Vulture

Skip to content, or skip to search.

the walking dead

The Walking Dead’s Danai Gurira on Her Zombie-Slaying Character

Photo: Peter Hapak. Makeup by Lavonne Anthony for Next Artists.

Disappointingly in some ways, Danai Gurira does not show up to meet me on Macdougal Street leading a pair of armless zombies on leashes, their jaws hacked off for safety. That’s how she first appeared, a hooded savior in the post­apocalyptic Georgia woods, to the millions of hungry fans of The Walking Dead, which returns in October for its fourth season. In fact, a few wandering packs of disoriented tourists aside, it couldn’t be a less apocalyptic late-summer day. Everything is bright and pleasant, including Gurira, who doesn’t come off nearly as tough as her TV character Michonne, a wary, truth-telling, katana-sword-wielding badass who has been known to spit out her lines while simultaneously doing crunches.

Over lunch, Gurira shows me photos on her iPhone of fan tributes to Michonne: “This is someone who I guess created a ‘Single Ladies’ thing out of me and my zombies. It’s hilarious.” There are viewer-made T-shirts for an imaginary Michonne self-defense school, and a creepy homemade version of something gross her character does in the show: spell out go back in zombie body parts. “Then this is the fan who tattooed me on his shin. That was a little scary … I’m like, ‘Guys, if I go missing …’ ”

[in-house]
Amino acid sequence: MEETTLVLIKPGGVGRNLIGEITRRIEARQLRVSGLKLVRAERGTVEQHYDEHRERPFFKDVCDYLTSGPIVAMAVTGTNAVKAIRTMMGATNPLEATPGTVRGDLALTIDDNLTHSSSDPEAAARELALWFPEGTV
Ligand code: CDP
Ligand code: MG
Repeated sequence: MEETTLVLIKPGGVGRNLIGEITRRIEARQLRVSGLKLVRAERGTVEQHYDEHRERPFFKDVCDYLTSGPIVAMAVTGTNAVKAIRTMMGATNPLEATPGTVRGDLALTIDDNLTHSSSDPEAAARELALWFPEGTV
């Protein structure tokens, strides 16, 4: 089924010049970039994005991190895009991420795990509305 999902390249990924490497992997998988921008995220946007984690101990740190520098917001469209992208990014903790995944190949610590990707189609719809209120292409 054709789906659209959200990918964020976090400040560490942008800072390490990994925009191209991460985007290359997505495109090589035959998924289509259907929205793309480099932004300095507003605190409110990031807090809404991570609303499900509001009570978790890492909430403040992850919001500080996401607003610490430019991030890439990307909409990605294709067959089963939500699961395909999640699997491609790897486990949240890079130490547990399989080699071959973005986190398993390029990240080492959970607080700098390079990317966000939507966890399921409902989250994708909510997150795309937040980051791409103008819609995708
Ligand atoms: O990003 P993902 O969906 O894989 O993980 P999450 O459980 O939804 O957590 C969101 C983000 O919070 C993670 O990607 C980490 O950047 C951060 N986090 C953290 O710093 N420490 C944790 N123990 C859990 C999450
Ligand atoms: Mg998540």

Gurira, 35, is trim and precisely presented: She’s wearing jewelry from South Africa and her native Zimbabwe; her shirt is by Suno, a brand inspired by the traditional prints of Kenya. Her parents, like Obama’s father (as she points out), came to the United States in the sixties to get graduate degrees, returning to Zimbabwe when she was 5 to work at a university there. She moved back to the U.S. for college, and her family members later returned too. It was in Africa that she first started acting, imitating Dynasty’s Alexis Colby in her backyard—not that she was inspired to emulate Joan Collins’s Machiavellian socialite, but it was what was on TV at the time. 

Many of the roles Gurira’s done since then, like the 2007 film The Visitor, in which she plays a Senegalese jewelry designer and illegal immigrant in New York City, are carefully chosen to have different stakes than those that emerged from Aaron Spelling’s glitter-soap imagination. Gurira has written some of them, too. Her first play, In the Continuum, which she co-wrote while studying acting at NYU’s Tisch School, was about two women, one in Africa and one in the United States, confronting an HIV diagnosis. It won an Obie in 2006 and has been widely produced. And even while she’s de-braining the undead on basic cable—not to mention being swarmed at Comic-Con—she has two other plays being workshopped this year.

Gurira is also the lead in Mother of George, an entrancingly indirect film by Nigerian-American director Andrew Dosunmu that comes out this week. Her character, Adenike, moves to Crown Heights from Africa to wed her longtime long-distance fiancé, who owns a restaurant there. It’s a muffled, hermetic film about family expectations in an immigrant community, and every shot is artfully framed—often off center, through a window, doorway, or curtain, as if avoiding looking you right in the eye. For Adenike, “I always thought they were going to go to Nigeria and pluck out a girl who’d never acted in her life,” Gurira says, and in fact she is so demure in her depiction that you forget she’s inhabited any other role; Michonne (much less Alexis Colby) is the last person on your mind.